I have barely recovered after the demise of the last bad-project idea. I forgot that big, bad ideas are a renewable resource around here.
Encouraged by a random remark from ex-Bill Jim Kelly, State Sen. Antoine Thompson is dusting off his undercooked plan for a Bills waterfront football stadium.
Do not get me wrong. I love the idea -- revealed during a radio interview -- of Kelly forming an investor group to keep the Bills here after Ralph Wilson is gone.
The new waterfront stadium would be a different animal. Kelly mentioned it Wednesday during the interview. Thompson used the comment to resurrect his plan.
Note to elected officials: Find out if an idea is worth getting folks worked up about before pulling the cover off of it.
Putting a football stadium on the waterfront makes no sense. It invests hundreds of millions of dollars in an entity that consumes a vast stretch of prime land and sits empty 350 days a year.
This is not just a bad idea; it is hard to think of a worse one.
Thompson, in a news release, said that "a retractable domed stadium . . . would accelerate the city and regions (sic) rebirth."
The notion of a football stadium as an economic engine is delusional. Look no farther than the stadium in Orchard Park. It supports little beyond a few restaurants. Aside from, at best, a dozen football games and a few other events, the place stands empty. White elephants do not come much bigger.
"A football stadium is not a well-considered [waterfront] use," said Ann Breen of the Waterfront Center, an urban-planning entity in Washington, D.C. "Parks, pathways, businesses, places to live -- all of this would better serve the city. Taking that amount of [waterfront] space for a stadium used maybe a dozen times a year is incredibly wasteful. What would you do with the [current] stadium, blow it up?"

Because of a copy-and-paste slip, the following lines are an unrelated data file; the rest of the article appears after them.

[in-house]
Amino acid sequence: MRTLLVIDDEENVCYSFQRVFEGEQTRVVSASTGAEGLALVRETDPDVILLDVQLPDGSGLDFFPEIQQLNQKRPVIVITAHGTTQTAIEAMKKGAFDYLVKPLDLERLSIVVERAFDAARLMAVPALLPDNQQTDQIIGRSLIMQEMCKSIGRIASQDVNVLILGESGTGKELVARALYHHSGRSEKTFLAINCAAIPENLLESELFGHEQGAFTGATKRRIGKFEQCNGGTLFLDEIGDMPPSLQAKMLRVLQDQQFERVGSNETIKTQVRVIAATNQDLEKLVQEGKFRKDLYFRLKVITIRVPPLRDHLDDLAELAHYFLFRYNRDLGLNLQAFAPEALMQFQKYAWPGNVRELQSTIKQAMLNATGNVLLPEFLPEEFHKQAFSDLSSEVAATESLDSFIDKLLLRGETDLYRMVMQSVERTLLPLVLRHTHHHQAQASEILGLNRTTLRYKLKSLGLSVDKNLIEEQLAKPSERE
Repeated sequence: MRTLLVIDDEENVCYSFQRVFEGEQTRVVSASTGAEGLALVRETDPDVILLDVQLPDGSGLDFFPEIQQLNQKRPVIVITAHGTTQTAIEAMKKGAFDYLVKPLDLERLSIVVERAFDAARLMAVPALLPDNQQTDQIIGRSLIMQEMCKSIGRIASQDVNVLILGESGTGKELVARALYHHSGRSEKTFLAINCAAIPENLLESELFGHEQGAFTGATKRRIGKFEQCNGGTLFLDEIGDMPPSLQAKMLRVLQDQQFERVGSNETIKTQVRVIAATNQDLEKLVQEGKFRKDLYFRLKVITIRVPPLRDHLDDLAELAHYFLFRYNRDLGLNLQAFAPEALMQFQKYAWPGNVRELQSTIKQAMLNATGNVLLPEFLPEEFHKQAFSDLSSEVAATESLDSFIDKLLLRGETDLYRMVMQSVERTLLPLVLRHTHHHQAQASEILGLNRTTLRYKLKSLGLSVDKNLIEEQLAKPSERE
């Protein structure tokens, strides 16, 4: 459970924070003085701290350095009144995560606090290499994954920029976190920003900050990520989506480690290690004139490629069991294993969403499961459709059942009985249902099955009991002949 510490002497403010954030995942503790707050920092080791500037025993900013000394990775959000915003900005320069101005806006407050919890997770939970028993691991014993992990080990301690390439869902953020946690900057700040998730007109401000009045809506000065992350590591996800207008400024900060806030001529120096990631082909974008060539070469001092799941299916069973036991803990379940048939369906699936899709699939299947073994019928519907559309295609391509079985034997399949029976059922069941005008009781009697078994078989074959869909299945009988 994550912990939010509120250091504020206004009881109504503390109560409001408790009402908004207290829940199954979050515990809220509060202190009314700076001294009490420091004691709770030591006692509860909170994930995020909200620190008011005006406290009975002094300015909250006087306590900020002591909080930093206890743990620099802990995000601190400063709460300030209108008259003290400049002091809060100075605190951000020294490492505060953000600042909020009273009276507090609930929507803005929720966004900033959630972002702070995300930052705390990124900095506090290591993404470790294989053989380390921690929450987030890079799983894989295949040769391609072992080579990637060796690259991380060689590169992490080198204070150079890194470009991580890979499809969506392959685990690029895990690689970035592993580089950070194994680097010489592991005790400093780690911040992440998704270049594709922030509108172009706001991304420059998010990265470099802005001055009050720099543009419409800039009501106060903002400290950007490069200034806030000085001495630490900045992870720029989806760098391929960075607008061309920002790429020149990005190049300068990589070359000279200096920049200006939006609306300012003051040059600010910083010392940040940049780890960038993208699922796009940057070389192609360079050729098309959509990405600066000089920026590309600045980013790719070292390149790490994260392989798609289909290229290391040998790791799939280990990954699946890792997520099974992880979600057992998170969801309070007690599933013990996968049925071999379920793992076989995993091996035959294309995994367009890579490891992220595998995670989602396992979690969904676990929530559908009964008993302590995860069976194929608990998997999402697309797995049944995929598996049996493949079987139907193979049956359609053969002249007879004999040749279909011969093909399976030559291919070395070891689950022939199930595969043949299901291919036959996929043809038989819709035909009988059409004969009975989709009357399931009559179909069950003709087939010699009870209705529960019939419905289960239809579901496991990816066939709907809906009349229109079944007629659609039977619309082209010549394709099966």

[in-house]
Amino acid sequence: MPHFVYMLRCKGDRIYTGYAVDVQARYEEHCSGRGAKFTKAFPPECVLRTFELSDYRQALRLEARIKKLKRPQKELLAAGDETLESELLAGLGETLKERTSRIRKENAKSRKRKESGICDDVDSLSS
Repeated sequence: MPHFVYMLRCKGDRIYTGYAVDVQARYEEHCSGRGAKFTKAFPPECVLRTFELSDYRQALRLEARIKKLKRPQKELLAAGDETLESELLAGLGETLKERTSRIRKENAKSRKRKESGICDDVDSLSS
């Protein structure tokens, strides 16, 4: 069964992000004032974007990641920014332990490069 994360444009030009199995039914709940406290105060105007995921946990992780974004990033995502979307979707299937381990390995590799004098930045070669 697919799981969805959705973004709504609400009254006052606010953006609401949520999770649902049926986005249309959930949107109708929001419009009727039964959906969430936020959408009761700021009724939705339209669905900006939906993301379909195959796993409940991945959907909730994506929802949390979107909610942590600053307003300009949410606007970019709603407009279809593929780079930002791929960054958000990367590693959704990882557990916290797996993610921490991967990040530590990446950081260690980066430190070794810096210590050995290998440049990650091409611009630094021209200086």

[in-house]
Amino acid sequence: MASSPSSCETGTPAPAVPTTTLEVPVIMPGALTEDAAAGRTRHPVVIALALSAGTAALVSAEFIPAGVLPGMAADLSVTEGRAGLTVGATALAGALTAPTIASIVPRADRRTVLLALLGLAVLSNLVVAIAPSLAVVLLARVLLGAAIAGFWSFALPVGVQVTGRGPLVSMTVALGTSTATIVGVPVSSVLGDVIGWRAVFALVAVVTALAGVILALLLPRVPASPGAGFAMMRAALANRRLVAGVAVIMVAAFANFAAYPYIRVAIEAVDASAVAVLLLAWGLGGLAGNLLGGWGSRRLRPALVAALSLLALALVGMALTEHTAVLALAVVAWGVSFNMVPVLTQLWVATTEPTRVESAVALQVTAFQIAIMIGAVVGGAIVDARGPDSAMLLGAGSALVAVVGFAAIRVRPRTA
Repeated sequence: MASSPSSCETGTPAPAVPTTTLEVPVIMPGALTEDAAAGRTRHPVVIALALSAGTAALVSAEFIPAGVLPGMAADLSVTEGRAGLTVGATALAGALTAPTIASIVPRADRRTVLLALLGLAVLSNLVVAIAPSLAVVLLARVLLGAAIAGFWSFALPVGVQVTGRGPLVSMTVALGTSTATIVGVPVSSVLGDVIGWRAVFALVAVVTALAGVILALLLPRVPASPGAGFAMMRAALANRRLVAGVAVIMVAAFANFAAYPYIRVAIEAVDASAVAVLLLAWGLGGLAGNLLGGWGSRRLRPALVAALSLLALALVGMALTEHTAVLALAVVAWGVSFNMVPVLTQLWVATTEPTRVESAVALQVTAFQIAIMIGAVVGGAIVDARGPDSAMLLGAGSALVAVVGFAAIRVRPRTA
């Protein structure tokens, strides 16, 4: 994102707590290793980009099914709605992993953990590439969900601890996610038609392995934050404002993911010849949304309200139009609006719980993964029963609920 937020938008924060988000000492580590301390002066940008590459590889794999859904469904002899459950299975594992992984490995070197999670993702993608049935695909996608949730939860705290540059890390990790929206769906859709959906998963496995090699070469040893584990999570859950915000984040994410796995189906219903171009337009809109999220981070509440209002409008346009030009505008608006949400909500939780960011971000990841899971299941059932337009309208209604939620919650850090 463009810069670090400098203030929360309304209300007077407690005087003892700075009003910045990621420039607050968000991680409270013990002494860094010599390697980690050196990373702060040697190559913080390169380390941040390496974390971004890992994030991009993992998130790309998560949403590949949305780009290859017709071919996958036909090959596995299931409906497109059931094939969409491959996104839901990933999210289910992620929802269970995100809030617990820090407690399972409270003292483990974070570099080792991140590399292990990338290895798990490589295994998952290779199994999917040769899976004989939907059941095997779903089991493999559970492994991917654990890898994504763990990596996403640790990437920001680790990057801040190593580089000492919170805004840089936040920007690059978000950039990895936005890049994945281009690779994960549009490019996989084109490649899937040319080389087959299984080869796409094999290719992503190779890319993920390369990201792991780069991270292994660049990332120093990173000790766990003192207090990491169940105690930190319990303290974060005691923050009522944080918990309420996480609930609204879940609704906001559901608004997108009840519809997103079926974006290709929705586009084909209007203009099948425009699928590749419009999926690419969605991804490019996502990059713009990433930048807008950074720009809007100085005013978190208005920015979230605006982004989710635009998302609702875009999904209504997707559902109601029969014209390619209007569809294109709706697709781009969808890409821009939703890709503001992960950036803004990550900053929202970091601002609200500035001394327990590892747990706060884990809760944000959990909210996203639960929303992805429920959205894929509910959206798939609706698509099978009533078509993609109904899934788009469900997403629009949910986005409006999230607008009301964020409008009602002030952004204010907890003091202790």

An official launching a bad idea is not just irritating; it is irresponsible. We are constantly battling over whether a proposal will do us more good than harm. We do not need another community-dividing debate over a bad idea with little chance of becoming a reality.
We just went through it over a wrongheaded plan for a downsized Bass Pro on a historic waterfront site, an idea that imploded after six months. Before that was the NFTA-sponsored "Opus" fantasy for a waterfront mini-Disneyland. The unfunded daydream never got beyond a blueprint. Then there was the short-lived "brainstorm" of a waterfront casino -- an absurd idea, given a casino's aversion to the world outside of its walls.
The problem with half-baked plans is they raise false hopes. The communal letdown when they collapse only feeds widespread cynicism.
I found Breen, the waterfront planner, with a Google search and a phone call. Thompson -- whom we pay $79,500 a year -- or any of his staffers could have done the same. It is not too much to ask: Run the idea by an expert before running it up the communal flagpole.
Waterfront land should be used for things enhanced by proximity to the water. Among them are parks, walkways, restaurants and apartments. The value of each is boosted by a waterfront location. Not so with a stadium. Nobody ever went to a football game to watch the sun set over the water.
Beyond that, there is nothing wrong with our current stadium, which in recent years got $70 million in taxpayer upgrades. It has enough premium seats and luxury boxes. The problem is, we do not have the Fortune 500 companies to pay top-shelf prices for them. A new stadium will not change that.
I feel the same way about a waterfront football stadium as I do about the Frankenstein monster. The idea, like so many others around here, should never have been given life.